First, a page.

3-D Renderings Bring Ancient Hominids to Life / by Brandon KEIM


For decades, paleoartists have told the story of human evolution through sculpture and drawing. Now their tools have evolved, too.

Computers allow a level of detail and control that isn’t possible with other media. Their creations can come closer than ever to bringing our ancestors to life.

“What’s driven my work has always been, ‘I want to see that thing alive. I want to see that world,” said paleoartist Viktor Deak, who provided the reconstructions used in the Becoming Human documentaries, which aired in November on PBS. “Computer graphics is developing to the point where, in movies like “Benjamin Button,” you don’t know what parts are not digital.”

Deak still begins his reconstructions in traditional fashion, sculpting bodies from clay. Like other paleoartists, he doesn’t know what his fossil interpretation will look like when complete, but comes to an understanding of anatomic nuances, of tissue and muscle thickness and how it might have linked to ancient bone, while working with his hands in three dimensions.

Once he’s done, he converts the work to digital format. For a 78-foot-long mural now traveling withLucy’s Legacy, a touring exhibition featuring the famous 3.2 million year old fossils, he photographed his sculptures and imported them to Photoshop. There he added hundreds of layers of texture and light, tweaking them for maximum combinatorial realism.


That was the old way. For Becoming Human, he worked with ZBrush, a 3-D modeling program that lets him work with the sculpture in even greater detail. “The nuances of the skin, the way light scatters underneath it, they figured all that out,” he said of the program’s naturalism. “There’s no limitation on what you can do, as long as your machine can handle it.” He poses his sculptures in desired position, then renders it with different materials and lighting. The renderings are then sent to Photoshop, layered and tweaked for maximum realism.

“They look realer to me,” said Deak. “For a couple seconds, people might say, ‘What’s that a photo of? Where’d you get that picture? There’s that moment of belief when they’re not looking at it as a painting or sculpture, but as a living thing.”

“He does wonderful stuff,” said Rick Potts, curator of anthropology at the Smithsonian’s National Museum of Natural History. Potts described the digital transition as something that many artists have greeted reluctantly if at all, but is necessary.

“I’m excited about it, because it means you’re not just dealing with static appearance,” he said. “One of the great challenges of science communication is taking dead, dusty things we find in the ground, and helping people understand that these were part of a living world. Our ancestors were living and dying, just as we do. Bringing things to life in the digital world can really help.”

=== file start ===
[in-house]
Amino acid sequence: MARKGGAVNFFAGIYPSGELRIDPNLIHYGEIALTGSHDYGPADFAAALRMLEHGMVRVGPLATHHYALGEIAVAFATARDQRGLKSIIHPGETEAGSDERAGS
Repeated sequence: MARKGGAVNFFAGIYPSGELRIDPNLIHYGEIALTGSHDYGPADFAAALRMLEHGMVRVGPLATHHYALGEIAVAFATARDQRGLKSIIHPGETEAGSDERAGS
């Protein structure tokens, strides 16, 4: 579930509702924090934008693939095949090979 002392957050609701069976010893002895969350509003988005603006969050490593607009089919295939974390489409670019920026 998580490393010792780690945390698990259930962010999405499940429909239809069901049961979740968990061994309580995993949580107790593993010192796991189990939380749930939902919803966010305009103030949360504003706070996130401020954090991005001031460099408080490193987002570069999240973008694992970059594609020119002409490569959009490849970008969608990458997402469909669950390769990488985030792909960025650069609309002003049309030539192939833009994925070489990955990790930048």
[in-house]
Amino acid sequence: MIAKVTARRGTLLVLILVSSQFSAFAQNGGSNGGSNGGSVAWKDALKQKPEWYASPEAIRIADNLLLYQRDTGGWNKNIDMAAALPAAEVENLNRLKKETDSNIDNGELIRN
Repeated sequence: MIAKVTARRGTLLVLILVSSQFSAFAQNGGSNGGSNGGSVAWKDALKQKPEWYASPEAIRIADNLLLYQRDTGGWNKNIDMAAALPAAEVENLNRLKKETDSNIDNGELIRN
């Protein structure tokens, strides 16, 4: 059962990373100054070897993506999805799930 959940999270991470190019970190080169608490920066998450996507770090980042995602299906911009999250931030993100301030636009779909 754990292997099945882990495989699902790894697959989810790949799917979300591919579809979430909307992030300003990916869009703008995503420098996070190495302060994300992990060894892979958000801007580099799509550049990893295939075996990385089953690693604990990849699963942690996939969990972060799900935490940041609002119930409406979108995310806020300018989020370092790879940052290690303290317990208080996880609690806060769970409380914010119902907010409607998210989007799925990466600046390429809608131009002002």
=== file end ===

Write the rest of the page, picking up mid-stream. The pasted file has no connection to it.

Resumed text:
The ultimate form of resurrection is as animation, which was done in Becoming Human by mapping Deak’s models onto the motion recordings of suited human actors. But no human can ever move quite like a creature with a different skeleton, and relying on other people to realize his ideas of how ancient hominids moved adds an extra layer of separation.

“Learning animation is my goal right now. That would cross out any ambiguity between the science and the final depiction of it. Once I get the software down, then I can do the whole thing and create the vision of human evolution I have banging around in my brain,” said Deak.

Of course, whatever the tool, the task is still poised at what Potts called “the edge of science and art.” Even for scientists, fossils are heavily interpreted — Lucy, the most complete ancient hominid skeleton, is only 40 percent complete — and Deak immerses himself in the field’s literature, taking in every new find and revision.

“I’m an anthropologist who happens to do art. I don’t write that well and would get bored doing 30-page papers on mandible synthesis,” said Deak. “In my mind I have a tree of skulls that I’m always repositioning and thinking about. As much thinking and analysis as possible goes into each work. I’ve taken it upon myself to be a voice for these fossils.”


Images: 1) A finished Homo ergaster, from Becoming Human. 2) Detail from the mural for Lucy’s Legacy. 3) Early- and late-stage renderings of Homo heidelbergensis. 4) Viktor Deak in his studio.
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Source: wired.com

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